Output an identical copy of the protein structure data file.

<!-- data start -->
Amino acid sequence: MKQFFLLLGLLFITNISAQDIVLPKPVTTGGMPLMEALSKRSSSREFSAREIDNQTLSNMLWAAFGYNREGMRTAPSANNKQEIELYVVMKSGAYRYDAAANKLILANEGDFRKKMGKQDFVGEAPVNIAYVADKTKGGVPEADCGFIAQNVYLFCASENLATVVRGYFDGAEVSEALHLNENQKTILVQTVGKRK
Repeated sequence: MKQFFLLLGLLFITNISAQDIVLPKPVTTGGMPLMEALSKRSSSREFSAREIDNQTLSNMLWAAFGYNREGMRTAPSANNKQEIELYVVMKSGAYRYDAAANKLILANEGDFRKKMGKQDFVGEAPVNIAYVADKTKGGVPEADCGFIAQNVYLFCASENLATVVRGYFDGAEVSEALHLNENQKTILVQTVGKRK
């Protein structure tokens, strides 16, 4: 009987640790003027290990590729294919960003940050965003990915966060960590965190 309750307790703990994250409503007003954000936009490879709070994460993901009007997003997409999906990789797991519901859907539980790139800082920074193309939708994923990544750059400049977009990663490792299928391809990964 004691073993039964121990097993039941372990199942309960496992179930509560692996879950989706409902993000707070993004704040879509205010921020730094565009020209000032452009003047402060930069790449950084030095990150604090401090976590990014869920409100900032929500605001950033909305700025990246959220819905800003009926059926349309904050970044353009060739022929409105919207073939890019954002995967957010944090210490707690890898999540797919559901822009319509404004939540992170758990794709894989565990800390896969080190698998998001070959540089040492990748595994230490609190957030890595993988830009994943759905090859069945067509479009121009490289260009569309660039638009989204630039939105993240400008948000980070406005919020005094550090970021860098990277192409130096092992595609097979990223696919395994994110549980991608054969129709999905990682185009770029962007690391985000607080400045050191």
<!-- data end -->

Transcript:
Amino acid sequence: MKQFFLLLGLLFITNISAQDIVLPKPVTTGGMPLMEALSKRSSSREFSAREIDNQTLSNMLWAAFGYNREGMRTAPSANNKQEIELYVVMKSGAYRYDAAANKLILANEGDFRKKMGKQDFVGEAPVNIAYVADKTKGGVPEADCGFIAQNVYLFCASENLATVVRGYFDGAEVSEALHLNENQKTILVQTVGKRK
Repeated sequence: MKQFFLLLGLLFITNISAQDIVLPKPVTTGGMPLMEALSKRSSSREFSAREIDNQTLSNMLWAAFGYNREGMRTAPSANNKQEIELYVVMKSGAYRYDAAANKLILANEGDFRKKMGKQDFVGEAPVNIAYVADKTKGGVPEADCGFIAQNVYLFCASENLATVVRGYFDGAEVSEALHLNENQKTILVQTVGKRK
């Protein structure tokens, strides 16, 4: 009987640790003027290990590729294919960003940050965003990915966060960590965190 309750307790703990994250409503007003954000936009490879709070994460993901009007997003997409999906990789797991519901859907539980790139800082920074193309939708994923990544750059400049977009990663490792299928391809990964 004691073993039964121990097993039941372990199942309960496992179930509560692996879950989706409902993000707070993004704040879509205010921020730094565009020209000032452009003047402060930069790449950084030095990150604090401090976590990014869920409100900032929500605001950033909305700025990246959220819905800003009926059926349309904050970044353009060739022929409105919207073939890019954002995967957010944090210490707690890898999540797919559901822009319509404004939540992170758990794709894989565990800390896969080190698998998001070959540089040492990748595994230490609190957030890595993988830009994943759905090859069945067509479009121009490289260009569309660039638009989204630039939105993240400008948000980070406005919020005094550090970021860098990277192409130096092992595609097979990223696919395994994110549980991608054969129709999905990682185009770029962007690391985000607080400045050191």